‘Deep Rising’ (1998) Review

“This is turning out to be one hell of a day.”

A few weeks back Sailor and I had a brief discussion about the sort of movies that are comfort food for us, the ones we put on when we need a break from real life or just a warm blanket of escapism. We both love Japanese kaiju/monster movies, and I dig on Italian horror as well – but my favorite comfort food flicks are really 50’s monster movies. Them!, Tarantula, Creature From the Black Lagoon – these are my go-to movies when I’m having a bad day or week. And this week was a pretty bad week.

My wife, awesome person that she is, knows me well and enables my other loves as much as she can. Most of my Criterion discs are gifts from her. My blu-ray box set of classic Universal Monsters is another gift. This year she got me a copy of a film that… isn’t really on that level of quality. However, it really manages to be a 90’s version of those classic monster movies of yore. It’s a guilty favorite of mine, and it does the same thing for my mood that those films do. It makes me feel better. And that’s what I needed this week.

Deep Rising should really be called Deep Cheese, or maybe Cheap Cthulhu. It’s a low budget monster movie in a decade that really didn’t do low budget monster movies very well. You’ve got Mimic – which is halfway decent. Relic, which is also fairly decent – until the monster arrives. Does Anaconda count? I think so. Godzilla… Let’s not count Godzilla. No, that’s being mean, let’s count Godzilla. Really, the only monster flick in the 1990’s that didn’t come with a lot of caveats was Tremors, right? Deep Rising is at least as good as Relic. And I had a heckuva lot more fun watching it.

The Medium
For the longest time I had Deep Rising in a double-disk Blu-ray release with The Puppet Masters that I picked up for less than $5. I never really felt that the film needed to be on Blu-ray, and the certainly that release didn’t inspire, with a lackluster transfer and no extras to speak of. THIS year, my wife got me the Kino Lorber 2018 release, and I’m happy to see it DOES benefit from the upgrade. The picture quality is much improved, and Moe actually commented on how good it looked, though it remains a 90’s action flick with some dodgy CGI. (Do I really need to say that with 90’s CGI?) To my delight it’s also packed with extras, including commentary with director Stephen Sommers (The Mummy), interviews with some of the stars and features on the effects. I can’t wait to dig in!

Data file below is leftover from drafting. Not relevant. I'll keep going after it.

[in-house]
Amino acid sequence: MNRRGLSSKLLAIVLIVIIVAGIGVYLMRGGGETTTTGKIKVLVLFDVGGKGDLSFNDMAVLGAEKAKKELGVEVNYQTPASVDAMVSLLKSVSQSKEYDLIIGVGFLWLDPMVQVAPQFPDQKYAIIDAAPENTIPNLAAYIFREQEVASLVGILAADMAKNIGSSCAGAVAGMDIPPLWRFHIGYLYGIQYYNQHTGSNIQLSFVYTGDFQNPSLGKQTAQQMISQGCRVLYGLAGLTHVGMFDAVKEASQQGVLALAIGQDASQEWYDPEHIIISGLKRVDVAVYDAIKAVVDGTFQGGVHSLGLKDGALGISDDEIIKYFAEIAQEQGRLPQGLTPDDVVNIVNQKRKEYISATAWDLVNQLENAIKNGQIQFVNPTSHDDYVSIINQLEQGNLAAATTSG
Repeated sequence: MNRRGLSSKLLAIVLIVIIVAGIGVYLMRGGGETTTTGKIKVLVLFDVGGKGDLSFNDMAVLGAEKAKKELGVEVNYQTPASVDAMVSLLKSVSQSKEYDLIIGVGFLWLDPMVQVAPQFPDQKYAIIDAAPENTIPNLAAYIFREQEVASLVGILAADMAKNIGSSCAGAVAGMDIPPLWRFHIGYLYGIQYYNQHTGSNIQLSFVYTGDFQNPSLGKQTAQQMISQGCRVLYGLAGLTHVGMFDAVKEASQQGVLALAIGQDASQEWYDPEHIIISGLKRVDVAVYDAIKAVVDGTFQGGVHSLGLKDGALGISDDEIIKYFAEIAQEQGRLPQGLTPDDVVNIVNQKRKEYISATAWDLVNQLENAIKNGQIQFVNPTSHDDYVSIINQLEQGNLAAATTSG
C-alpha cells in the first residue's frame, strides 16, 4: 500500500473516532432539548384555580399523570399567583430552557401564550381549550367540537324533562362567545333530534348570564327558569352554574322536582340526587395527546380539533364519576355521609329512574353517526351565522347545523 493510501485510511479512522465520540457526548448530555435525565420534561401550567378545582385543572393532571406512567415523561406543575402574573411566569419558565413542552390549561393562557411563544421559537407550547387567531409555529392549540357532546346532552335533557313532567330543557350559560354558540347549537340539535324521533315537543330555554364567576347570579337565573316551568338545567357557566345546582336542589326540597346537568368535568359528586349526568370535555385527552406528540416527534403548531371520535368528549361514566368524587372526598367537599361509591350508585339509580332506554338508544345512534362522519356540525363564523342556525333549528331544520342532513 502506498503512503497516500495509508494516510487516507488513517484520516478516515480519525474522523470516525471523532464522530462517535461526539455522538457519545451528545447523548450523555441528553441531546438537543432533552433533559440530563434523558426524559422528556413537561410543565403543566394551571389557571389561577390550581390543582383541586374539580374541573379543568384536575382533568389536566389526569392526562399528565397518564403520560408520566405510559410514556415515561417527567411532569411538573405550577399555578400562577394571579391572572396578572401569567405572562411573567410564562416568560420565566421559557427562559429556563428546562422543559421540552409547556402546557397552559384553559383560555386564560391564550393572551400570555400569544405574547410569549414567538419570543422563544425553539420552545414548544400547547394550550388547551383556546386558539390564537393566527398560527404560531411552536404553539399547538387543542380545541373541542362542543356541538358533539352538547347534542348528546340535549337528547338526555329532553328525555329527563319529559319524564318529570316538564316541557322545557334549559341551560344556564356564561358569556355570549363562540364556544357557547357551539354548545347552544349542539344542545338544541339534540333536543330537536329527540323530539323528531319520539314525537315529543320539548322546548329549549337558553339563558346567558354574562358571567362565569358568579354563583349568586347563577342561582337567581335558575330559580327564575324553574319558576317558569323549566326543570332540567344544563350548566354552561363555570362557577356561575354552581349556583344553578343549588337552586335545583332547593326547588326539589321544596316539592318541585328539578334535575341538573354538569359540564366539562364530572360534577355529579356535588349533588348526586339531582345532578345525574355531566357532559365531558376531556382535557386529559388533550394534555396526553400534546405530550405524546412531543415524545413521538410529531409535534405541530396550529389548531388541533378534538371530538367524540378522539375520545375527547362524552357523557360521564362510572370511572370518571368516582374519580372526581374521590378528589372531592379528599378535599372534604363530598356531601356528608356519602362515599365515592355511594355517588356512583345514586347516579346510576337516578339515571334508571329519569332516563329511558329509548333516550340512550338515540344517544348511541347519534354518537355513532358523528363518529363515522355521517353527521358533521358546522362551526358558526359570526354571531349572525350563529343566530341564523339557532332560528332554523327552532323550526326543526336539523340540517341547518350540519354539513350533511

For streaming options, Deep Rising is currently available for subs on Hoopla and for rent/purchase at most of the online vendors.

The Movie
Deep Rising is an unapologetic B Movie. There’s no meta awareness, really, none of the self-referential dialogue that seemed to infest 90’s horror films after Scream. There’s a monster, there’s a hero, there’s a damsel, there’s bad guys, there’s comic relief, there’s explosions and gunfire and a lot of running.

I think Roger Ebert called this movie a cheap knockoff of Aliens, except on a boat. I think it’s actually a throwback to a much older sort of monster flick. It’s really an adventure movie, more like King Kong than Aliens. Treat Williams even looks a lot like those square-jawed heroes of the old black and white monster films, like James Franciscus in The Valley of Gwanji.

The basic setup: John Finnegan (Williams) is transporting a group of mercenaries across the South China Sea. They’re rendezvousing with… something. He doesn’t ask questions. His crew, Joey (Kevin O’Connor) and Leila (Una Damon), are a little more nosey and find out that the mercs have brought torpedoes on board. Meanwhile, a huge ocean liner, the Argonautica, is on its maiden voyage. Somebody sabotages the navigation and communications and then something attacks the ship from below. When Finnegan and the mercs arrive the ship at first appears deserted, but there are survivors. And of course there’s what they’re survivors OF.